From the ROCC Desk
A Public Health Approach for Firearm Injury Prevention
In the most recent ROCC webinar, Ronald Stewart, MD, FACS, Professor and Chair of the Department of Surgery at UT Health San Antonio, and Medical Director, Trauma Programs, American College of Surgeons, discussed the public health framework for firearm injury prevention and the need for federally funded public health research focused on firearm morbidity and mortality. Dr. Stewart also described work of the ACS committee on trauma and collaborative efforts to enhance research, education, and targeted injury prevention initiatives.
In related news, the AAMC’s President and CEO Dr. David Skorton penned an op-ed in USA Today about the need to recognize that gun violence is a public health crisis.
The National Academy of Medicine (NAM) has named five 2019 NAM Fellows. During their two-year fellowship, the fellows will work with nationally-recognized researchers, policy experts, and clinicians to further the National Academies’ initiatives and guidance.
Reducing the Administration Burden of Prior Authorizations
In an update from the Office of the National Coordinator for Health Information Technology’s 2015 Pilot Challenge winner, Lowell General Hospital in Lowell, Massachusetts successfully implemented an app-based software for digitizing and automating outdated paper-based systems for surgical prior authorizations, resulting in improved outcomes for patients and improved financial performance for the practice.
Innovations to Foster Evidence-based Care in Learning Health Systems: Ideas from the AHRQ Evidence-based Practice Centers
This blog post from the Agency for Healthcare Research and Quality (AHRQ) outlines the barriers that learning health systems face when sharing data and keeping abreast of current research, and the new translational products clinicians and researchers have developed to navigate them.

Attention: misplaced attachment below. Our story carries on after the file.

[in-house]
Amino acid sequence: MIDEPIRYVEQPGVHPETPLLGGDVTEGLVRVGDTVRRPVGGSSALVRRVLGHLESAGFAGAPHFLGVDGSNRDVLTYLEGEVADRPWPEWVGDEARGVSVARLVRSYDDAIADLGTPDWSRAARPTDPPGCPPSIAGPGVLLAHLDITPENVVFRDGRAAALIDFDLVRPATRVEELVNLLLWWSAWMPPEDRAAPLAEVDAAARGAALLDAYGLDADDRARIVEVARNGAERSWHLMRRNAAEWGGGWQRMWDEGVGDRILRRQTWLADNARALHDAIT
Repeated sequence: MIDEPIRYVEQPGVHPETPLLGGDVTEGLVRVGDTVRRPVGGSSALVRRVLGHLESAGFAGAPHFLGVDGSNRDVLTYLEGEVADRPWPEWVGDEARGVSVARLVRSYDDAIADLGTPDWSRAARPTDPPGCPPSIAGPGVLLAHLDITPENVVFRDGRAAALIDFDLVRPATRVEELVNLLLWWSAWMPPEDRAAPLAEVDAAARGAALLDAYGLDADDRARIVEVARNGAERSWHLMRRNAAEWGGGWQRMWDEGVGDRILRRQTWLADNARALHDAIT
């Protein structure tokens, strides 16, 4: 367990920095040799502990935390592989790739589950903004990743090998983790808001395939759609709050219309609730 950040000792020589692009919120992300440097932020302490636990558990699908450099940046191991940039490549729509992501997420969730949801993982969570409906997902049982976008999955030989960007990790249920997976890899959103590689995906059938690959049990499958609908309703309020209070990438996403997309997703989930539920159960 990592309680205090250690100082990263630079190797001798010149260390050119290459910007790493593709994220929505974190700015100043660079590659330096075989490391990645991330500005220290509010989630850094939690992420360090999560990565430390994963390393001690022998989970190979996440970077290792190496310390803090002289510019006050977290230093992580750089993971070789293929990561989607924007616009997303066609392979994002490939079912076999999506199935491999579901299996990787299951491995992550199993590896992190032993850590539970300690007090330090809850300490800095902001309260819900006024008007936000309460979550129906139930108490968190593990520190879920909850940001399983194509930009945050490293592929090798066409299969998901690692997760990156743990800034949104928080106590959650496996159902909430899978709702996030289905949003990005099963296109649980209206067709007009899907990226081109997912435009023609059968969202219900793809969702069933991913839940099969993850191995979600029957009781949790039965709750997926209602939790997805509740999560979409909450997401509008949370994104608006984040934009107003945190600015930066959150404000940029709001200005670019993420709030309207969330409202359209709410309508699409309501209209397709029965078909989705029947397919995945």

Health Information Exchange After 10 Years: Time for a More Assertive, National Approach
The authors of this Health Affairs blog post describe the potential impact of federal health information exchange regulations released earlier this year and the possible barriers to successful implementation. They note that a national health information exchange network could provide opportunities to connect for communities with existing networks, and a platform for communities that have not yet developed their own.
The Limitations of Poor Broadband Internet Access for Telemedicine Use in Rural America: An Observational Study
A Sept. 3 letter in Annals of Internal Medicine called attention to the need to build broadband internet infrastructure in order to implement telemedicine in rural areas. An editorial in the same issue noted further barriers to successful implementation—reimbursement structures, training, and licensing will also be needed to expand access to primary and specialty care to rural populations via telemedicine.
Opioid Prescriptions More Likely Later in the Work Day
One overlooked barrier to implementing evidence-based prescribing guidelines: time pressure and resulting physician fatigue. A study published in the Journal of the American Medical Association (JAMA) found that doctors were 33% more likely to prescribe opioids later in the day and 17% more likely to prescribe them if the doctor was running late. Similar effects of appointment time on adherence to guidelines have been found for antibiotic prescriptions, influenza vaccinations, and mammography orders.
Oct. 25—Deadline to submit comments to The National Center for Advancing Translational Sciences (NCATS) on ways the Clinical and Translational Science Awards (CTSA) Program could better “deliver on its promise to develop, demonstrate and disseminate innovative approaches, methodologies and interventions that translate into improved human health.”
SACHRP Seeking Nominations
Oct. 28—Deadline to submit nominations for three candidates to be considered for appointment as voting members of the Department of Health and Human Services’ Secretary’s Advisory Committee on Human Research Protections (SACHRP).
The AAMC Joins Hospital Associations Against Public Charge Rule
In a September 11 amicus brief, the AAMC joined five hospital associations in support of the California injunction to stop implementation of the Public Charge Rule, which has the potential to delay or prevent immigrants from seeking care for fear of deportation. “These harms to health constitute precisely the kind of irreparable harm warranting a preliminary injunction.”